Speaking to the Asian Bishops, Francis introduced himself as their “brother bishop”, and this definition, as effective as it is expressive of a commonly perceived fact, helps one to understand the esteem garnered by his visit to Korea, and certainly not only among Catholics. The third international journey of Bergoglio’s pontificate, after those of John Paul IIin 1984 and 1989, and the third journey by a Pontiff to the “Land of the Morning Calm” in little more than 30 years, it was also his first visit to the Far East. Even as a young Jesuit he had wanted to be a missionary in these lands.
The five days in Korea therefore began the fulfillment of a dream, introducing a mission without borders. First and foremost Francis addressed all the inhabitants of a lively country, where, though a minority, Catholics are important and rapidly growing in number, and where the Pope, with the beatification of 124 martyrs, celebrated the heroic beginnings of a young Church borne from the laity between the late 18th and early 19th centuries. A twofold dialogue was then initiated: with the youth of Asia, who were holding their Sixth gathering here, and with a group of the continent’s Bishops.
Thus Francis’ journey to Korea ideally embraced all of Asia, where, in less than five months, the Pope will return to visit Sri Lanka and the Philippines. And while the Pontiff persuasively compared the divided Korean peninsula to a family where everyone speaks the same language, and concluded his visit by praying for peace and for the dramatic situation of the religious minorities in Iraq, he also shared his hopes before the Bishops of Asia that ever more fraternal relationships may open up between the countries of the continent, including those which still do not have full diplomatic relations with the Holy See.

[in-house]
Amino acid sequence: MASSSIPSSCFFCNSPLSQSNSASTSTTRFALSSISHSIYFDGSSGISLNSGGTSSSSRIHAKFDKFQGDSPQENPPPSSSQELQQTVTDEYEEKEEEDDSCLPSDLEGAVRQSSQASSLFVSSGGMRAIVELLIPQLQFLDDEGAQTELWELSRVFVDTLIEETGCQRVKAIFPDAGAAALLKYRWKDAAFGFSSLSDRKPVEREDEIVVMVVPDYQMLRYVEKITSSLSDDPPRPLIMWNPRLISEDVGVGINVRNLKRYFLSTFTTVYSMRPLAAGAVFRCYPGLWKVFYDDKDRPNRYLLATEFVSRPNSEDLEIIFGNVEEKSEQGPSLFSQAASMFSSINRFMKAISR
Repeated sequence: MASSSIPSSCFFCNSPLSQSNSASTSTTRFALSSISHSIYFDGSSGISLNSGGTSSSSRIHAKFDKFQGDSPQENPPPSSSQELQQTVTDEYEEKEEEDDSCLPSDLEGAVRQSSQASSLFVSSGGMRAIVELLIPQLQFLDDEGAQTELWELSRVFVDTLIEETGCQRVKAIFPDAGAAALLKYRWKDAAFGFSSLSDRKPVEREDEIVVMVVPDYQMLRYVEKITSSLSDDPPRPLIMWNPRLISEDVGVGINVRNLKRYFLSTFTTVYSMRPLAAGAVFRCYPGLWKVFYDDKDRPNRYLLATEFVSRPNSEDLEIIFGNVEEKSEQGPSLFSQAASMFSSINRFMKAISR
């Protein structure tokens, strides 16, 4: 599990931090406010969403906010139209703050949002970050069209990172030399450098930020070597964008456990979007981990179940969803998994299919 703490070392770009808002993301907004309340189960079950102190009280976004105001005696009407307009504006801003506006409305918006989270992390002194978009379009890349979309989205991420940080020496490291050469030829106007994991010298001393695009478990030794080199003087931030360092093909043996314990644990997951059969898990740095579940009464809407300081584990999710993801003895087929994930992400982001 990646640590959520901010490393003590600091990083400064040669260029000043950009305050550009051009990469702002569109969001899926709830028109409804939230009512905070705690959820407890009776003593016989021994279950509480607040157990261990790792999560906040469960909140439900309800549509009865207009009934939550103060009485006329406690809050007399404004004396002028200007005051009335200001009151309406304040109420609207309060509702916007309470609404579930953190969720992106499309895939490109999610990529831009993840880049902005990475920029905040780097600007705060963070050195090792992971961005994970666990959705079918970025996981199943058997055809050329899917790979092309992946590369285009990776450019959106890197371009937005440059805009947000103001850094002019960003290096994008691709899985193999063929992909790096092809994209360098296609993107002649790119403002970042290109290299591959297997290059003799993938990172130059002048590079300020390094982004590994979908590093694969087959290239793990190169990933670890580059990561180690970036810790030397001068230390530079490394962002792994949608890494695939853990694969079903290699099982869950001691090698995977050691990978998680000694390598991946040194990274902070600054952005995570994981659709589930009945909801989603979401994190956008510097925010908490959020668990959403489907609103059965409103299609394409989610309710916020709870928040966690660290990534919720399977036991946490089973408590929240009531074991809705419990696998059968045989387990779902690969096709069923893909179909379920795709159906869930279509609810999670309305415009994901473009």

The crystal clear message of the Pope resounded throughout the Korean peninsula and the whole Asian continent, where the majority of humanity lives, introducing himself as a brother who, by coming close, can open his arms to everyone, without distinctions. And the instructions that Francis imparted by this visit to Asia is the very heart of Christ’s Gospel: to worship God and to do good. The Pontiff said this to the thousands of young people who came to Korea from all over the continent and who now return to their countries with this message.
Francis allows the Gospel to shine through his actions and his words: this is why the essence of the Christian message lived so profoundly by the Pope is felt to be authentic by believers but also by those who do not adhere to any religion. The origins of the Church in Korea came about in this way, in the life of the martyrs, largely nameless lay people, and long before, when the path of Christ was witnessed to in few regions of the Asian continent.
His most essential address was that to the Bishops of Asia on dialogue, which is fundamental to Christian identity and is therefore the very basis of the Church’s mission: half a century later, it was a strong reproposal of Paul VI’s programmatic Encyclical Ecclesiam Suam, in content and fact. Furthermore, the Pope recalled that the Church grows not through proselytism but through attraction, quoting the words of Benedict XVI. Attraction comes from opening oneself to others so as to walk together in the presence of God.
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